Comments Off on 5 Questions You Need to Ask on Your First Day on the Job
Your first day on the job can be exciting and nerve-wracking. Even if you’ve worked in a similar position before, there are bound to be differences between how your previous company operated compared to the new one. Make sure you ask these important questions to make your transition and smooth and successful one.
1. Who do I report to?
No matter what your role or the company’s purpose, there will be some form of a chain of command. Make sure you understand your place and who you should report to with questions and completed tasks. Make sure you ask who you report to if your direct supervisor it out, too.
2. What are the key things you want me to focus on this week?
You may already have experience in your new role, but it’s best to ask what your supervisor wants you to focus on to make sure you are working towards the same goal.
3. Where is the bathroom?
It’s a natural need, we know. Don’t get lost on your first day because you’re embarrassed to ask where the bathroom is. If you don’t want to ask your supervisor, ask a coworker.
4. When (and how long) is lunch?
Don’t assume that because you’ve always had an hour for lunch from noon to 1 p.m. that this company operates the same way. Ask before you’re starving when lunch time is.
5. What’s your name?
Get to know the people you will be working around. Find out who handles what aspects of the business and who you will need to contact for what information. Your coworkers should be your team, so make an effort to connect with them.
For interview tips to get you to that first day on the job, check out these 2 great blog posts.
How to Calm Interview Nerves in 2 Easy Steps
The Key to a Successful Interview: Leave Something Behind
I wish there was a superfood or magical drink I could recommend that would calm your nerves during an interview. Unfortunately, scientists haven’t invented it yet. However, there is one sure fire way to walk into an interview with confidence and walk out of it feeling even better – PREPARE.
I can GUARANTEE that if you adequately prepare more than just the day before the interview, you will exude confidence and leave those pre-interview nerves in the trash. But telling you to prepare is kind of vague, so let me break it down for you.
PLEASE. I beg you. Do NOT go into an interview without researching the company and its employees. Here are some ways you can research any company.
- Website – Read the company’s website. I don’t mean look at it or check out the home page. I mean READ the website. Go to every page and read the content from top to bottom. Look at their most recent blog posts and think of ways you can mention them in the interview.
- Search – Do a Google or Bing search of the company and look for articles written about them recently. Identify achievements or groundbreaking work they are doing. These are great things to bring up in the interview and will show your genuine interest in the company, not just the job.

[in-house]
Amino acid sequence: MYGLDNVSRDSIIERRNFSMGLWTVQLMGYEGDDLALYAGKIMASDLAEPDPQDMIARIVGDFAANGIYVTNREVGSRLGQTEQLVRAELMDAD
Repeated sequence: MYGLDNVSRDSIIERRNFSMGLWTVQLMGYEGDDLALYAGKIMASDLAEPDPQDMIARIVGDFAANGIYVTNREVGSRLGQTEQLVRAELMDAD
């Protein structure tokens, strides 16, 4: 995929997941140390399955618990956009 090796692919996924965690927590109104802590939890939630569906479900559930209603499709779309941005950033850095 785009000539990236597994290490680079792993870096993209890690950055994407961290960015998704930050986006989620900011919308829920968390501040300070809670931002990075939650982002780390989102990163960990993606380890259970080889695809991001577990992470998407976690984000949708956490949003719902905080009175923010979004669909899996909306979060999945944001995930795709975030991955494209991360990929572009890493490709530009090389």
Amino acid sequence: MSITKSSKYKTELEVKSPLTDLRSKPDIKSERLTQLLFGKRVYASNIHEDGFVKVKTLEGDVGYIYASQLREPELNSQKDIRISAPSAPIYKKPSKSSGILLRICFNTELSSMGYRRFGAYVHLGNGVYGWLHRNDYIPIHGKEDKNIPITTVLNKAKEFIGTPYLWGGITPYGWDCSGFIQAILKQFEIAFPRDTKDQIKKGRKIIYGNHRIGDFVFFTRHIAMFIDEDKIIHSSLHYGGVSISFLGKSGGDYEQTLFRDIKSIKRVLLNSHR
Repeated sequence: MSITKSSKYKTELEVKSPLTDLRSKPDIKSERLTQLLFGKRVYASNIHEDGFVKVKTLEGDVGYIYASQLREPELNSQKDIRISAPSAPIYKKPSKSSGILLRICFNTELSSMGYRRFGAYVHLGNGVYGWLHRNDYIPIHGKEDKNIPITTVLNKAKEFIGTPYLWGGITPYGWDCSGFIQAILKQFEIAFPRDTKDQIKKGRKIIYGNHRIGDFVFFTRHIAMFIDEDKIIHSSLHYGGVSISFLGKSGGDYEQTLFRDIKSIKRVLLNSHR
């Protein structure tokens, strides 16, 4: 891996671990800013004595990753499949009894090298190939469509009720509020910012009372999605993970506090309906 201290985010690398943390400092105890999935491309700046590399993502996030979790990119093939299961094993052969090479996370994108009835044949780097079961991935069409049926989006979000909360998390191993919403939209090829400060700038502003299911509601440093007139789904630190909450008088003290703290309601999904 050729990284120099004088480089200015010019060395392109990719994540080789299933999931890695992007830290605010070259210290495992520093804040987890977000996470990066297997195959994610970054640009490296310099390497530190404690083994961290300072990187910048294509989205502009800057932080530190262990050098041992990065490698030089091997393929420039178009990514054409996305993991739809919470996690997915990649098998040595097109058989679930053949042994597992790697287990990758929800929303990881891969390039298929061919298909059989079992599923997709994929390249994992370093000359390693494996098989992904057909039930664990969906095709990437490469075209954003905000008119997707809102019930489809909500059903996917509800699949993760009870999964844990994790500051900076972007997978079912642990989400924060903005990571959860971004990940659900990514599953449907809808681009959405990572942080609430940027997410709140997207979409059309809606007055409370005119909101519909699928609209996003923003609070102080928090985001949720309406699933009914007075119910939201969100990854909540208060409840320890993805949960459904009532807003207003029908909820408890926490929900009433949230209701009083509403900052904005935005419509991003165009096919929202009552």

- Social Media – Find the company on social media and look at what they post about. You can go one step further and engage with some of the posts. You never know, the social media manager may be present during the interview and recognize your name from the notifications.
- LinkedIn – I separate this from social media because LinkedIn allows you to see who the employees are for a company and connect with them. If you really want to show interest in joining the company, send connection requests with the employees listed on LinkedIn. If they accept your connection, scroll through the content they’ve shared. These could be great icebreakers.
Doing your research isn’t enough. Just like with anything you want to excel at, you need to practice. But practice what? Here are some things to frequently practice at least a week before you interview.
- Answers – All interviews are intended to gather information, so most of the questions are similar no matter the position. Practice your answers to some of the most common interview questions (Tell me about yourself. What are your strengths and weaknesses? Why did you leave a previous position? How will you be an asset for our company? What makes you different than other applicants?) There is nothing more nerve-wracking than being asked a question and sitting there in silence for minutes while you try and pull together an answer.
- Questions – You may think that an interview is a chance for the recruiter to interrogate you, but it is a chance for them to get to know you and you to get to know the company better. Prepare some questions about the company and the position you are interviewing for.
- How would you describe the office environment here?
- Why is this position available (Is this a new position or did someone leave it? Why did they leave?)
- How will you measure success in this position?
- What opportunities are there for growth within the company?
- Basics – This may seem childish, but practice introducing yourself and your handshake. From the moment the recruiter calls you back to the conference room for the interview, you can show confidence. Your handshake is a sure-fire way to start the interview with confidence. Practice standing up and shaking someone’s hand. Get your friends and family to help you. Don’t wait for them to extend their hand to you. Reach your hand out first and show that you mean business.
If you want to add an extra WOW factor during your interview, put together a leave behind. Learn more about that by clicking here to read last week’s blog post!